Lloyds Banking Group — which owns Halifax and Bank of Scotland — said it will undertake a review of all customer cases which may have been affected by criminal activities linked to the former Halifax Bank of Scotland (HBoS) Impaired Assets Office based in Reading.
The review follows the trial in which a number of individuals were convicted including two former HBoS employees.
“Customer cases will be considered afresh in light of all relevant evidence including new evidence that emerged during the trial,” said Lloyds in a statement.
“Since the investigation began in 2010, it was important that the group did not do or say anything that could subsequently prejudice the trial.
“The group deeply regrets that the criminal actions have caused such distress for a number of HBoS business customers.”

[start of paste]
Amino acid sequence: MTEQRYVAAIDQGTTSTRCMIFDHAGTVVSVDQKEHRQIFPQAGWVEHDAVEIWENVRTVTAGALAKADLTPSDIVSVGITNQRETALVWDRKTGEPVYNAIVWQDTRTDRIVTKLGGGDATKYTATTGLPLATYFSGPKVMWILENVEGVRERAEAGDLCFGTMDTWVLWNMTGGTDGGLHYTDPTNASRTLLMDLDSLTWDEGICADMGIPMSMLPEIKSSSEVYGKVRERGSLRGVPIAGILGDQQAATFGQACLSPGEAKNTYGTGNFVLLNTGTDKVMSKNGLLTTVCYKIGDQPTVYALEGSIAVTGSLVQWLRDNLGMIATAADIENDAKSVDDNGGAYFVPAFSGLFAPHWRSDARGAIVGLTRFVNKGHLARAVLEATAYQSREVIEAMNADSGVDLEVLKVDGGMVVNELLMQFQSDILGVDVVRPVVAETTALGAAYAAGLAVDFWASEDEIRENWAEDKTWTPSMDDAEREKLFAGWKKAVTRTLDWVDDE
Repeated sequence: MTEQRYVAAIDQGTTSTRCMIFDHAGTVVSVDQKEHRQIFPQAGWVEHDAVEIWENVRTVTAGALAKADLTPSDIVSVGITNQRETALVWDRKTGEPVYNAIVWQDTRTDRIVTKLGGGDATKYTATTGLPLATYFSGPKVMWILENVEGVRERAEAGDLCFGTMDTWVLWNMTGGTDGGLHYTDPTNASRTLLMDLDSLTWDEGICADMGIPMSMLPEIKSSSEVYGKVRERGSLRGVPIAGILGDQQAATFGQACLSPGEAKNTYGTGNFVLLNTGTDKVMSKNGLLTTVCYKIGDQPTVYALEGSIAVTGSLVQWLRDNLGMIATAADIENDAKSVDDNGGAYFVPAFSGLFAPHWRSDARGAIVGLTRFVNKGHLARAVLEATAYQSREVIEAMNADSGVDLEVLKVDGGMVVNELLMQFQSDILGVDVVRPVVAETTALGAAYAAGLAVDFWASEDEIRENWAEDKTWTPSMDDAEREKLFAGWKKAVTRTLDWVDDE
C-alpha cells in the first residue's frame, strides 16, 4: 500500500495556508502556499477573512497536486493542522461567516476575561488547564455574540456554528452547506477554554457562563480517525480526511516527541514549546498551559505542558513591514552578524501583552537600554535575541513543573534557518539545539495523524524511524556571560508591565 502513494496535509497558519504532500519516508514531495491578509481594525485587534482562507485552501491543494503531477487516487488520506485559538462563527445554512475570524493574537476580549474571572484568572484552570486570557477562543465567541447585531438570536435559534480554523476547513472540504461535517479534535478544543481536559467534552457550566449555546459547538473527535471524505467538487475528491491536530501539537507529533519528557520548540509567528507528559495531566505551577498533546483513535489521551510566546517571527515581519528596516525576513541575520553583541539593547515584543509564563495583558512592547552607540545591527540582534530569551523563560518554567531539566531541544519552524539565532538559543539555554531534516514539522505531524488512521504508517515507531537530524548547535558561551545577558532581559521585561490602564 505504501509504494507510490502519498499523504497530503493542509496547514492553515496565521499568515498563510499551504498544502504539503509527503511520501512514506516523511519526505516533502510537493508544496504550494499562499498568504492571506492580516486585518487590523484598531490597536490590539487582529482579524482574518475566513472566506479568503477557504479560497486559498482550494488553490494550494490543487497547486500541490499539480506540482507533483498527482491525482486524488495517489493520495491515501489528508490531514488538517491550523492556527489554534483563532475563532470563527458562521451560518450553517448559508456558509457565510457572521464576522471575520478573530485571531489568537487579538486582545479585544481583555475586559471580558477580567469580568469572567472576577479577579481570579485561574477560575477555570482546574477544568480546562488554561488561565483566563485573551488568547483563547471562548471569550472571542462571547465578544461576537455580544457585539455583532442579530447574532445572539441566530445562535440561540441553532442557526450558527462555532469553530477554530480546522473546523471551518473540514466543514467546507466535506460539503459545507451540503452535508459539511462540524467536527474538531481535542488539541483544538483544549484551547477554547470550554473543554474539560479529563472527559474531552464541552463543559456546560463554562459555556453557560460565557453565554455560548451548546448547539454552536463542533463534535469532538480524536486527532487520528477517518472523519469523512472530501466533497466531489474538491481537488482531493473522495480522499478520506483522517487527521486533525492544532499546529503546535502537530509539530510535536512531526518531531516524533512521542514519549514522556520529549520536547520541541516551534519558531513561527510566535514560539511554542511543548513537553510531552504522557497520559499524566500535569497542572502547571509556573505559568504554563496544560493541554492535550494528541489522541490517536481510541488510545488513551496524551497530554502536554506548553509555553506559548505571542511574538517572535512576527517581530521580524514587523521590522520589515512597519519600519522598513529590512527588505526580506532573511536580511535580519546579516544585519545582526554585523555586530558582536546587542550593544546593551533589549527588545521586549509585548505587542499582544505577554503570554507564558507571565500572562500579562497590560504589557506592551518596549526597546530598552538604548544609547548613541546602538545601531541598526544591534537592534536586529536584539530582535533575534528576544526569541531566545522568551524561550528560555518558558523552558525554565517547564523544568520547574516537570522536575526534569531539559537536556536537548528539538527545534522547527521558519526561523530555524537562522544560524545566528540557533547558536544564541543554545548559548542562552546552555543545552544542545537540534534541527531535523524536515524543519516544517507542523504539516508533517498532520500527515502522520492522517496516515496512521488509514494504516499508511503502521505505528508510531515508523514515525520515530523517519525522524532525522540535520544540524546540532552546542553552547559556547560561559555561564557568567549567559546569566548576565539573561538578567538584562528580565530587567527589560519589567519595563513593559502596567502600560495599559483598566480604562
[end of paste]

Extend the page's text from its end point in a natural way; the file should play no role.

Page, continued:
Lloyds said that in consultation with the Financial Conduct Authority, it will appoint an independent third party as part of the review.
Lloyds will contact customers identified “as potentially affected by the criminal activities and provide redress if appropriate.”
But it added: “Whilst this should result in all these customers being contacted proactively, any customer who believes they may have been affected can also raise concerns direct with LBG.”
Customer cases that will be reviewed include:
- those cases referred by the convicted former HBoS employees to Quayside Corporate Services (QCS)
- customer cases that involved or were managed by QCS
- all previous and any new customer complaints regarding the convicted former HBoS employees and / or QCS services as they related to HBoS Impaired Assets based in Reading